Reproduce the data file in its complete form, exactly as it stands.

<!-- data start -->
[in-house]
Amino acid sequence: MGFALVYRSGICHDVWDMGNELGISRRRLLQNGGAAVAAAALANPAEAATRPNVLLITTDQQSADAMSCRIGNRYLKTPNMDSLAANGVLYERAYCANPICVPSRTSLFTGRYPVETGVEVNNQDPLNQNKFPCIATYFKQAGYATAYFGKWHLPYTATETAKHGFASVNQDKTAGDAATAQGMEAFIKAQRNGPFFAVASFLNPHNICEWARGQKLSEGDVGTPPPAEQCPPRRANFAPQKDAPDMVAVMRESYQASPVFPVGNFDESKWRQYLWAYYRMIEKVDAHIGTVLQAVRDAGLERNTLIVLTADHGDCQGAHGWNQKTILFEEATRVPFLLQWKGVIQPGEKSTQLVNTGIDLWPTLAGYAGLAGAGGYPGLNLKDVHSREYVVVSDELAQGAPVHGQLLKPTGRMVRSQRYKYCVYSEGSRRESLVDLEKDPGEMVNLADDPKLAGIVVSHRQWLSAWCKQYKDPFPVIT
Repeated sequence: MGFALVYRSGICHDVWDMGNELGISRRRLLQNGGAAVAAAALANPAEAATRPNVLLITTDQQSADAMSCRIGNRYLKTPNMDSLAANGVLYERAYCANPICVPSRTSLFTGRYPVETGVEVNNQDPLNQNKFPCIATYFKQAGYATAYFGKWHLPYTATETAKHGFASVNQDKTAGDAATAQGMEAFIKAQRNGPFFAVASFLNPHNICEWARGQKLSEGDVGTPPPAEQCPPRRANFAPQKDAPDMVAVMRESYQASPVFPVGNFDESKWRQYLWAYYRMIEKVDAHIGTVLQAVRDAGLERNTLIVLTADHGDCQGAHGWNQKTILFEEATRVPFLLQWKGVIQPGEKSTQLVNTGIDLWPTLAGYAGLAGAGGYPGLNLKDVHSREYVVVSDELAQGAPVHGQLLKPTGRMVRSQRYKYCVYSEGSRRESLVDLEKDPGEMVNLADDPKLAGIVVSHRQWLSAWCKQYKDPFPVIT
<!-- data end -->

[in-house]
Amino acid sequence: MGFALVYRSGICHDVWDMGNELGISRRRLLQNGGAAVAAAALANPAEAATRPNVLLITTDQQSADAMSCRIGNRYLKTPNMDSLAANGVLYERAYCANPICVPSRTSLFTGRYPVETGVEVNNQDPLNQNKFPCIATYFKQAGYATAYFGKWHLPYTATETAKHGFASVNQDKTAGDAATAQGMEAFIKAQRNGPFFAVASFLNPHNICEWARGQKLSEGDVGTPPPAEQCPPRRANFAPQKDAPDMVAVMRESYQASPVFPVGNFDESKWRQYLWAYYRMIEKVDAHIGTVLQAVRDAGLERNTLIVLTADHGDCQGAHGWNQKTILFEEATRVPFLLQWKGVIQPGEKSTQLVNTGIDLWPTLAGYAGLAGAGGYPGLNLKDVHSREYVVVSDELAQGAPVHGQLLKPTGRMVRSQRYKYCVYSEGSRRESLVDLEKDPGEMVNLADDPKLAGIVVSHRQWLSAWCKQYKDPFPVIT
Repeated sequence: MGFALVYRSGICHDVWDMGNELGISRRRLLQNGGAAVAAAALANPAEAATRPNVLLITTDQQSADAMSCRIGNRYLKTPNMDSLAANGVLYERAYCANPICVPSRTSLFTGRYPVETGVEVNNQDPLNQNKFPCIATYFKQAGYATAYFGKWHLPYTATETAKHGFASVNQDKTAGDAATAQGMEAFIKAQRNGPFFAVASFLNPHNICEWARGQKLSEGDVGTPPPAEQCPPRRANFAPQKDAPDMVAVMRESYQASPVFPVGNFDESKWRQYLWAYYRMIEKVDAHIGTVLQAVRDAGLERNTLIVLTADHGDCQGAHGWNQKTILFEEATRVPFLLQWKGVIQPGEKSTQLVNTGIDLWPTLAGYAGLAGAGGYPGLNLKDVHSREYVVVSDELAQGAPVHGQLLKPTGRMVRSQRYKYCVYSEGSRRESLVDLEKDPGEMVNLADDPKLAGIVVSHRQWLSAWCKQYKDPFPVIT